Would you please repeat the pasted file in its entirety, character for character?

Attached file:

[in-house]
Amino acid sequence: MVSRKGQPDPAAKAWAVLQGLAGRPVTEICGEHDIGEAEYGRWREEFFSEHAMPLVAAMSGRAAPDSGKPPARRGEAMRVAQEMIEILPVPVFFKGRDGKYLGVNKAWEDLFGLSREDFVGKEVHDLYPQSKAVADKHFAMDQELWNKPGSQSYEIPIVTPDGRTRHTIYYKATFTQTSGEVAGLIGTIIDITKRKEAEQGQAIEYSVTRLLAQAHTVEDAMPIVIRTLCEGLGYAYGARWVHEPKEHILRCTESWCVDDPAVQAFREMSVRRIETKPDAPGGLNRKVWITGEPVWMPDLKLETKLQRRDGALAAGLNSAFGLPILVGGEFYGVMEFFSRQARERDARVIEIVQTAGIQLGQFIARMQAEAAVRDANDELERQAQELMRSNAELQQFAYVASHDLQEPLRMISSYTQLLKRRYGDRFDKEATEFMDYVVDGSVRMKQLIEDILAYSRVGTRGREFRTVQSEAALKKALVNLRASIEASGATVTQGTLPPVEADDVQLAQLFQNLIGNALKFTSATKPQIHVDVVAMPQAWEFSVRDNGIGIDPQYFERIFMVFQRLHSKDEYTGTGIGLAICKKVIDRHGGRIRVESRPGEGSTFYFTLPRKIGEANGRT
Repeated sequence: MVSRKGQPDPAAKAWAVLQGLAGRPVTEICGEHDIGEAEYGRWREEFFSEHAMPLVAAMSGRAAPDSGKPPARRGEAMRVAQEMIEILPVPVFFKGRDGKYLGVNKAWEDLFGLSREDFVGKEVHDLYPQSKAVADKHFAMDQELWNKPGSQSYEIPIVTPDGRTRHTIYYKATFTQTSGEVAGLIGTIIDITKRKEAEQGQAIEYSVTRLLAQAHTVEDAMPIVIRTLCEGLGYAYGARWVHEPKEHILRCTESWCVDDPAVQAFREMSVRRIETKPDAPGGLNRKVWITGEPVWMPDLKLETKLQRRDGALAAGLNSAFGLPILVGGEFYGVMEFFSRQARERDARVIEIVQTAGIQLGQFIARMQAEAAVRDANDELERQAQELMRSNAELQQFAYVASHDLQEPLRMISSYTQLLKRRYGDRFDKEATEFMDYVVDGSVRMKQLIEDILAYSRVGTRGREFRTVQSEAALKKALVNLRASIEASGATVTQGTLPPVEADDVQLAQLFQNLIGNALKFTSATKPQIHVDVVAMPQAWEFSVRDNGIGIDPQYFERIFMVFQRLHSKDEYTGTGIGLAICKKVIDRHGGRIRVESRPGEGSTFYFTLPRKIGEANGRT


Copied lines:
[in-house]
Amino acid sequence: MVSRKGQPDPAAKAWAVLQGLAGRPVTEICGEHDIGEAEYGRWREEFFSEHAMPLVAAMSGRAAPDSGKPPARRGEAMRVAQEMIEILPVPVFFKGRDGKYLGVNKAWEDLFGLSREDFVGKEVHDLYPQSKAVADKHFAMDQELWNKPGSQSYEIPIVTPDGRTRHTIYYKATFTQTSGEVAGLIGTIIDITKRKEAEQGQAIEYSVTRLLAQAHTVEDAMPIVIRTLCEGLGYAYGARWVHEPKEHILRCTESWCVDDPAVQAFREMSVRRIETKPDAPGGLNRKVWITGEPVWMPDLKLETKLQRRDGALAAGLNSAFGLPILVGGEFYGVMEFFSRQARERDARVIEIVQTAGIQLGQFIARMQAEAAVRDANDELERQAQELMRSNAELQQFAYVASHDLQEPLRMISSYTQLLKRRYGDRFDKEATEFMDYVVDGSVRMKQLIEDILAYSRVGTRGREFRTVQSEAALKKALVNLRASIEASGATVTQGTLPPVEADDVQLAQLFQNLIGNALKFTSATKPQIHVDVVAMPQAWEFSVRDNGIGIDPQYFERIFMVFQRLHSKDEYTGTGIGLAICKKVIDRHGGRIRVESRPGEGSTFYFTLPRKIGEANGRT
Repeated sequence: MVSRKGQPDPAAKAWAVLQGLAGRPVTEICGEHDIGEAEYGRWREEFFSEHAMPLVAAMSGRAAPDSGKPPARRGEAMRVAQEMIEILPVPVFFKGRDGKYLGVNKAWEDLFGLSREDFVGKEVHDLYPQSKAVADKHFAMDQELWNKPGSQSYEIPIVTPDGRTRHTIYYKATFTQTSGEVAGLIGTIIDITKRKEAEQGQAIEYSVTRLLAQAHTVEDAMPIVIRTLCEGLGYAYGARWVHEPKEHILRCTESWCVDDPAVQAFREMSVRRIETKPDAPGGLNRKVWITGEPVWMPDLKLETKLQRRDGALAAGLNSAFGLPILVGGEFYGVMEFFSRQARERDARVIEIVQTAGIQLGQFIARMQAEAAVRDANDELERQAQELMRSNAELQQFAYVASHDLQEPLRMISSYTQLLKRRYGDRFDKEATEFMDYVVDGSVRMKQLIEDILAYSRVGTRGREFRTVQSEAALKKALVNLRASIEASGATVTQGTLPPVEADDVQLAQLFQNLIGNALKFTSATKPQIHVDVVAMPQAWEFSVRDNGIGIDPQYFERIFMVFQRLHSKDEYTGTGIGLAICKKVIDRHGGRIRVESRPGEGSTFYFTLPRKIGEANGRT